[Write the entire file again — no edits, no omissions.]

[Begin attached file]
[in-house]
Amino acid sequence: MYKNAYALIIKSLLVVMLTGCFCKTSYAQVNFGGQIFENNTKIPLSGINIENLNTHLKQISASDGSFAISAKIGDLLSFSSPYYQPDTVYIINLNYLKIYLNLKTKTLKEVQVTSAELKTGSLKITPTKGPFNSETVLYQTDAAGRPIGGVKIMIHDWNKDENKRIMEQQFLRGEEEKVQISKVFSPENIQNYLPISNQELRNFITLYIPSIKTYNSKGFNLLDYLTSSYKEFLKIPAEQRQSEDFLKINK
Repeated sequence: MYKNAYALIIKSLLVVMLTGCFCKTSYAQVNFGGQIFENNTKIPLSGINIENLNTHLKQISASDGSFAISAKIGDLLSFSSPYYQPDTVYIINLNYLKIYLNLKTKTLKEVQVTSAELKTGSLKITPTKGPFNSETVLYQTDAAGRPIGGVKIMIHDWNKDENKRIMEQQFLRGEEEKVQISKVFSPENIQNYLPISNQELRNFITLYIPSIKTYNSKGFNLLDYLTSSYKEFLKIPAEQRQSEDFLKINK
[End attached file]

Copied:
[in-house]
Amino acid sequence: MYKNAYALIIKSLLVVMLTGCFCKTSYAQVNFGGQIFENNTKIPLSGINIENLNTHLKQISASDGSFAISAKIGDLLSFSSPYYQPDTVYIINLNYLKIYLNLKTKTLKEVQVTSAELKTGSLKITPTKGPFNSETVLYQTDAAGRPIGGVKIMIHDWNKDENKRIMEQQFLRGEEEKVQISKVFSPENIQNYLPISNQELRNFITLYIPSIKTYNSKGFNLLDYLTSSYKEFLKIPAEQRQSEDFLKINK
Repeated sequence: MYKNAYALIIKSLLVVMLTGCFCKTSYAQVNFGGQIFENNTKIPLSGINIENLNTHLKQISASDGSFAISAKIGDLLSFSSPYYQPDTVYIINLNYLKIYLNLKTKTLKEVQVTSAELKTGSLKITPTKGPFNSETVLYQTDAAGRPIGGVKIMIHDWNKDENKRIMEQQFLRGEEEKVQISKVFSPENIQNYLPISNQELRNFITLYIPSIKTYNSKGFNLLDYLTSSYKEFLKIPAEQRQSEDFLKINK